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The Second Battle of Sirte was a naval engagement in which the escorting warships of a British convoy to Maltamarker frustrated a much more powerful Italian Navy squadron. The British convoy was composed of four merchant ships escorted by four light cruisers, one anti-aircraft cruiser, and eighteen destroyers. The Italian force comprised a battleship, three heavy cruisers, one light cruiser, and eight destroyers. Despite the British victory, the battle delayed the convoy's planned arrival before dawn, which exposed it to intense and partly successful air attacks the following day. The battle occurred on 22 March 1942, in the Mediterraneanmarker, north of the Gulf of Sirtemarker and east of Malta, during the Second World War.


Malta had long been a major factor in British successes against Italian convoys to North Africa,

and in return became the target of an increasing number of heavy Axis air raids. By early 1942, however, the Allies lost the initiative in the central Mediterranean as Italian and German forces gained the upper hand in their attempts to isolate Malta and even made plans to remove it as a threat.

Indeed, after a series of Allied setbacks changed the overall scenario, the Italians achieved naval superiority over their enemies by spring 1942.

As Malta was running short of aircraft, antiaircraft guns, fuel, food and ammunition, convoy MW10 sailed from Alexandriamarker on 21 March.

The British expected opposition from German and Italian aircraft as well as Italian surface units. In December 1941, they had suffered the loss of their two battleships (HMS Queen Elizabeth and HMS Valiant) in the eastern Mediterranean, after an underwater attack from the Italian frogmen led by Luigi Durand De La Penne, and so their Alexandria squadron consisted only of cruisers and destroyers.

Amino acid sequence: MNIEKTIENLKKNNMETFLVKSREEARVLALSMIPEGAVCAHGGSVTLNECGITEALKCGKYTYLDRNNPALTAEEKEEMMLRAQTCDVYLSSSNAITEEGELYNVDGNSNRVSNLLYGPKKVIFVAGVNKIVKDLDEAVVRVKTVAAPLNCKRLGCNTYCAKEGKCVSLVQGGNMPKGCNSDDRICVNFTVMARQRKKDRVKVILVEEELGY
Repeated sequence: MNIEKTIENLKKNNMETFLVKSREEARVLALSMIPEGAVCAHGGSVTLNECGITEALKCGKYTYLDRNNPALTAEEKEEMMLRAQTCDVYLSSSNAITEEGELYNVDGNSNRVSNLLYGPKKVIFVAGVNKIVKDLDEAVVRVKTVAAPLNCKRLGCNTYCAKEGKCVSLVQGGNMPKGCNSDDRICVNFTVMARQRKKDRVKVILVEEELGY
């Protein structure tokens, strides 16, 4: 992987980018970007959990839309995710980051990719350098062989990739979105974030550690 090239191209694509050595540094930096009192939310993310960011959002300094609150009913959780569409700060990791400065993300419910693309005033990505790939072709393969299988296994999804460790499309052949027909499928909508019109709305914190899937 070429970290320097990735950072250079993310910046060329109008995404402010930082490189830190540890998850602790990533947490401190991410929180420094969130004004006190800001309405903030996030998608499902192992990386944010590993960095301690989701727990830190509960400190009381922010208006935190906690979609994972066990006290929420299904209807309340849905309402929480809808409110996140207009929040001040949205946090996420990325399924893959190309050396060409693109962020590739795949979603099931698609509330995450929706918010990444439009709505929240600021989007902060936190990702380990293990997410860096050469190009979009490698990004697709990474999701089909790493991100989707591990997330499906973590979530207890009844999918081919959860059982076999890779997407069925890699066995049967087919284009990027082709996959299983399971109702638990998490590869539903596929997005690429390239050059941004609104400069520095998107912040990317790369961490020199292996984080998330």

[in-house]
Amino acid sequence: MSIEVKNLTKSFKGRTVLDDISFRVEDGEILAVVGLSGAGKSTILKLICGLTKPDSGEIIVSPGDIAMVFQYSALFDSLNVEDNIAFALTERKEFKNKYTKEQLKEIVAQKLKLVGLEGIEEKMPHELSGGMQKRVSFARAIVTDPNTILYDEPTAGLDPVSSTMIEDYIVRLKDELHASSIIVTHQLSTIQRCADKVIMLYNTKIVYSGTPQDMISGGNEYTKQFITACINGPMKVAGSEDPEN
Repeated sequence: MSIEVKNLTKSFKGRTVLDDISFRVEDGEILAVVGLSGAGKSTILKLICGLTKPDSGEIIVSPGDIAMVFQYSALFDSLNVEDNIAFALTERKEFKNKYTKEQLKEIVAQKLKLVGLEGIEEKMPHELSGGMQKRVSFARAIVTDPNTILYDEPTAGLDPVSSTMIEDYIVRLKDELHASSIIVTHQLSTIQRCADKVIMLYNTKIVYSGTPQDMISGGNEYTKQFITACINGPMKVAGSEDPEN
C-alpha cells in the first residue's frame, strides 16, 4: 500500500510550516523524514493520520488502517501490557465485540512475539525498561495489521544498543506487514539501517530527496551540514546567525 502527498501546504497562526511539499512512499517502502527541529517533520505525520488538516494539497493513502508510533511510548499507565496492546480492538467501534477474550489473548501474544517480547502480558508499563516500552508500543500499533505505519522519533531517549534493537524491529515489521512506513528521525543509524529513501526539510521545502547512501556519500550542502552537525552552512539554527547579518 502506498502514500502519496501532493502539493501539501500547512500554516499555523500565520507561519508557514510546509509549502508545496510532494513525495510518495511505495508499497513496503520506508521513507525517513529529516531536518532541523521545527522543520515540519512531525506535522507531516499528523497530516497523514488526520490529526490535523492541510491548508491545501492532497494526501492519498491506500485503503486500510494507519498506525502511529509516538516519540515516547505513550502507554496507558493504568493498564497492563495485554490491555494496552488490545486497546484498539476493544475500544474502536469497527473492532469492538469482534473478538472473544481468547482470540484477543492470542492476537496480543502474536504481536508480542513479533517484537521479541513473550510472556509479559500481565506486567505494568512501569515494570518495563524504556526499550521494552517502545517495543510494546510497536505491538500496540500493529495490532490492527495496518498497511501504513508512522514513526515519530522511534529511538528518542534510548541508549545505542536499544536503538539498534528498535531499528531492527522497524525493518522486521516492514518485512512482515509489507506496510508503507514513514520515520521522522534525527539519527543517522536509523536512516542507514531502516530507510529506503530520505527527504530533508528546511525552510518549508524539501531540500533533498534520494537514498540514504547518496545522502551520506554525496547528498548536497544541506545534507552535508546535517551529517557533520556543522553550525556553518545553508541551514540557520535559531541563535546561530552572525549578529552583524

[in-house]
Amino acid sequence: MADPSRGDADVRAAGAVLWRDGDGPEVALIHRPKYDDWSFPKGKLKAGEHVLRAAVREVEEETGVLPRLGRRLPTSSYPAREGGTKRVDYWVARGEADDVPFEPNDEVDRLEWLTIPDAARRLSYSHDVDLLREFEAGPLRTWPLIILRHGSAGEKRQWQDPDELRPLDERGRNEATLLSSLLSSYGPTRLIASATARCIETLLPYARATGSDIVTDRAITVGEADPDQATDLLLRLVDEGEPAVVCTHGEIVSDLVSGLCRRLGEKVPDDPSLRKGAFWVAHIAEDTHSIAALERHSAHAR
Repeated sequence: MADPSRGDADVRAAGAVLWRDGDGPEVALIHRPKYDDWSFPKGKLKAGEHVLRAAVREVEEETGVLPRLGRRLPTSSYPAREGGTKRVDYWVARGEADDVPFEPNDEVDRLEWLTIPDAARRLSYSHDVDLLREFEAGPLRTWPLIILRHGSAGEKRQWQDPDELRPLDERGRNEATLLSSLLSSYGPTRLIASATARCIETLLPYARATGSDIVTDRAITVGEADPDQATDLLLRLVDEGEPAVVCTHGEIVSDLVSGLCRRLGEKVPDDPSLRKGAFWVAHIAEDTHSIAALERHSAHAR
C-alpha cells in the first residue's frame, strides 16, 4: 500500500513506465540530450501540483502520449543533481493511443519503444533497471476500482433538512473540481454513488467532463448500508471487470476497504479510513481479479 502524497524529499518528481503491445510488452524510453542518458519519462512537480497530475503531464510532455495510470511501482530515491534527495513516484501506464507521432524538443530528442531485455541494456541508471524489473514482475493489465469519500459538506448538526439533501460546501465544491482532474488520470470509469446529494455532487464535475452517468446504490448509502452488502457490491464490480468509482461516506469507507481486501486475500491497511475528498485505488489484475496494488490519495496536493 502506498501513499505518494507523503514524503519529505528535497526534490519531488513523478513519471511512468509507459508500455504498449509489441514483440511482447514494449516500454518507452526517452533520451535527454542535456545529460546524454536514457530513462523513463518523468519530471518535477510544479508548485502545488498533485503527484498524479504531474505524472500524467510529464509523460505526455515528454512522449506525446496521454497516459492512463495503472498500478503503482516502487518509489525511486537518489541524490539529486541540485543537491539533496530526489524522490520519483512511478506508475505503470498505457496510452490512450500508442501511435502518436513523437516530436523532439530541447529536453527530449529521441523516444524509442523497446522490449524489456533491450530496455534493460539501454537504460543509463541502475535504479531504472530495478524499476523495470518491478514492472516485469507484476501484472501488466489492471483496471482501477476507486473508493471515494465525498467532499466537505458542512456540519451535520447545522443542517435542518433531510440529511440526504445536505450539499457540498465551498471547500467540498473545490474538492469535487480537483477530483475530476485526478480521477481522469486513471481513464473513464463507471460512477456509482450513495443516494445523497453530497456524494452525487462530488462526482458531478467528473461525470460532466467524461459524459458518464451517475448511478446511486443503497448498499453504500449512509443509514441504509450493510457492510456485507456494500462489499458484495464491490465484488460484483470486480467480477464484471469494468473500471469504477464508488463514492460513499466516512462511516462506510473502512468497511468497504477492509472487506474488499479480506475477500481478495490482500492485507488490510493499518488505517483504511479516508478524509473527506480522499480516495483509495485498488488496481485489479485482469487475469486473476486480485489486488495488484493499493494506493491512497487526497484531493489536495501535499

Meanwhile a diversion was organized from Gibraltarmarker: on the morning of March 20, the battleship HMS Malaya with the aircraft carriers HMS Eaglemarker and HMS Argus, supported by the cruiser HMS Hermionemarker and eight destroyers set sail from the "Rock". The next day, the squadron aborted the operation and returned to port. The carriers were unable to fly off aircraft reinforcements to Malta due to defective long-range fuel tanks.

The escort of convoy MW10 relied heavily on destroyers, including lighter-built escort destroyers, to provide anti-submarine protection and included the anti-aircraft cruiser Carlisle to bolster the convoy's anti-aircraft capability. Additional destroyers and another light cruiser were also sent from Malta.